November 24, 2019
Energy is all around us. Forests, meadows, and wetlands need only solar energy to drive their complex ecosystems. Energy from the sun drives the water cycle as well as air and water currents all over the world.
Inside the earth is a cauldron of hot molten rock, so powerful that it spews out through volcanoes and causes the thin crust that we live on to heave, crack and shift.
We effectively live between the scorching Sun and Earth’s hot interior. It is truly astonishing that we can’t see past fossil fuel. Oil, coal and natural gas is effectively the massive sequestration of carbon trapped underground millions of years ago which allowed the balanced systems of today to develop.
Only the first few feet of bare soil freezes in winter and warms up in the summer. At about six feet, the temperature stays close to 4 degrees Celsius year ‘round. With this in mind, when we were excavating for the house on the farm, we excavated much more of the field to accommodate a geothermal heating and cooling system. Since 2011, we have enjoyed the cool of the earth in the summer and the heat in the winter. The system has worked beautifully. We essentially pump heat into the ground during the summer and remove it in the winter. When the temperature drops to the minus 20’s, we supplement with wood heat to prevent the auxiliary electrical heat unit from kicking in. We use a cord or two of wood per year that we cut from woodlands on our farm.
The cost of installing a geothermal system tends to be high. But, if you are building anyway, it makes a lot of sense, especially if you are out in the country. Admittedly, if everyone in a subdivision had geothermal, it would be less effective.
Our house is built into a hill with the south side fully exposed to the sun. Large windows trap the solar heat. Some inside brick absorbs the heat and radiates it back into the room at night. On a cold, sunny day in the winter, we often enjoy an inside temperature of around 25⁰C without the geothermal unit kicking in until the evening.
Moisture is added into the air by houseplants and laundry drying on racks. We haven’t needed or used an electric dryer for years. There is one collecting dust in our house but we have never bothered using it. The problem with dryers is that the heat generated to dry the clothes is blown outside.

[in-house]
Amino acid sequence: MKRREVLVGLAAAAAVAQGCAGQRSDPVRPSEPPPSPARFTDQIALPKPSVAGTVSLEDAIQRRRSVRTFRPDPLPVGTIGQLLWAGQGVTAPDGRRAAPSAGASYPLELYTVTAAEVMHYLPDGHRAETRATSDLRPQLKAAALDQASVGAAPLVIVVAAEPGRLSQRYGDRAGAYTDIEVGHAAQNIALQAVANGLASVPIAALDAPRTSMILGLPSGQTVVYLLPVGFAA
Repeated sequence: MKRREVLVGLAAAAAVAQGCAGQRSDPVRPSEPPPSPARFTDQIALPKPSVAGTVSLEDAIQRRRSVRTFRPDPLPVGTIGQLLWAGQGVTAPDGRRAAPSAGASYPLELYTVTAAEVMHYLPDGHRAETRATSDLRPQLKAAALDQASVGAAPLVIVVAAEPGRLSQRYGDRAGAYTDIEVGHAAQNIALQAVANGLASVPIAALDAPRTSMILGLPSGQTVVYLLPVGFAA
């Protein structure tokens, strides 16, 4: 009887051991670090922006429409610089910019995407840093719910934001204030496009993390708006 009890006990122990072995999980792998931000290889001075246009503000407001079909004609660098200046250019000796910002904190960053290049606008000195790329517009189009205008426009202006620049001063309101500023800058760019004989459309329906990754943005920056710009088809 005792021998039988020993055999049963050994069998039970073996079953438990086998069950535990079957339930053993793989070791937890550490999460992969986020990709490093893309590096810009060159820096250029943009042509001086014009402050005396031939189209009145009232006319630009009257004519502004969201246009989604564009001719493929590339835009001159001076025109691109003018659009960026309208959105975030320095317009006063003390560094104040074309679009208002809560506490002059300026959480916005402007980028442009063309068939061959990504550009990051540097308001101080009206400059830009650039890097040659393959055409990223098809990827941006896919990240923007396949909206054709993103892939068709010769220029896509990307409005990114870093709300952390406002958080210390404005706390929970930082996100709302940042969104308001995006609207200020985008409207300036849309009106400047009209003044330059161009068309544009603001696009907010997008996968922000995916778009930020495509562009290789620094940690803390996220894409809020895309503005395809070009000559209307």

Natural communities have evolved to thrive within the limitations set by seasonal changes. The closer we come, as a species, to doing the same without negatively impacting our fellow creatures, the more likely we will thrive within a healthy environment.
It is more difficult to retrofit a home to incorporate features that allow for efficient energy use and conservation. However, if one is building, I would suggest choosing a piece of land close to 5 acres that will accommodate a geothermal system, food gardens, a meadow of wildflowers and grasses, a wooded area of native plant species, and perhaps, even a greenhouse for winter gardening. Consider house orientation to maximize exposure to sun during the long cold winter. A south facing roof can accommodate solar panels. It is good to keep one’s options open for creating a sustainable home base.
It bothers me to see massive farms of hundreds, even thousands, of acres in monoculture crops that often yield too little profit to cover all the operating expenses and living costs of the farming family. I then imagine an intentional community in which a hundred acres of monoculture farmland is divided into twenty 5 acre lots to accommodate 20 families, each turning their bit of space into a haven of sustainable living, organic gardens, biodiversity, and even market gardening. With each family contributing different fruits, vegetables, perhaps honey or eggs, a co-operative venture can not only feed the twenty families but a good part of the greater community. That would effectively make that 100 acres far more productive at all levels. All generations would have a role to play. Wildlife would flourish and that small piece of land would be filled with activity, colour and the sounds of children and birds.
As we collectively move toward a sustainable existence on this fragile planet, we can easily find solutions that are not only good for the environment but also good for our souls. As soon as we find personal fulfillment in our spaces and recognize our important role in the local community, we will not feel so driven to want to escape to other “more interesting” places on Earth. We will discover that the little piece of earth we occupy is a special window to the entire universe.
We have the technology that allows us to stay connected with people all over the Earth via the internet. We can readily access all kinds of documentaries to see and hear what is happening in other parts of the earth and in space. We have access from our homes to limitless knowledge and the latest in scientific research. We don’t need to travel to see other cultures. We can spend all of our time and resources locally, supporting biodiversity and helping establish strong bonds and communities that are inclusive and caring.
A small bright spot in our tiny part of the Earth can slowly spread and merge with others to ensure a bright future for all.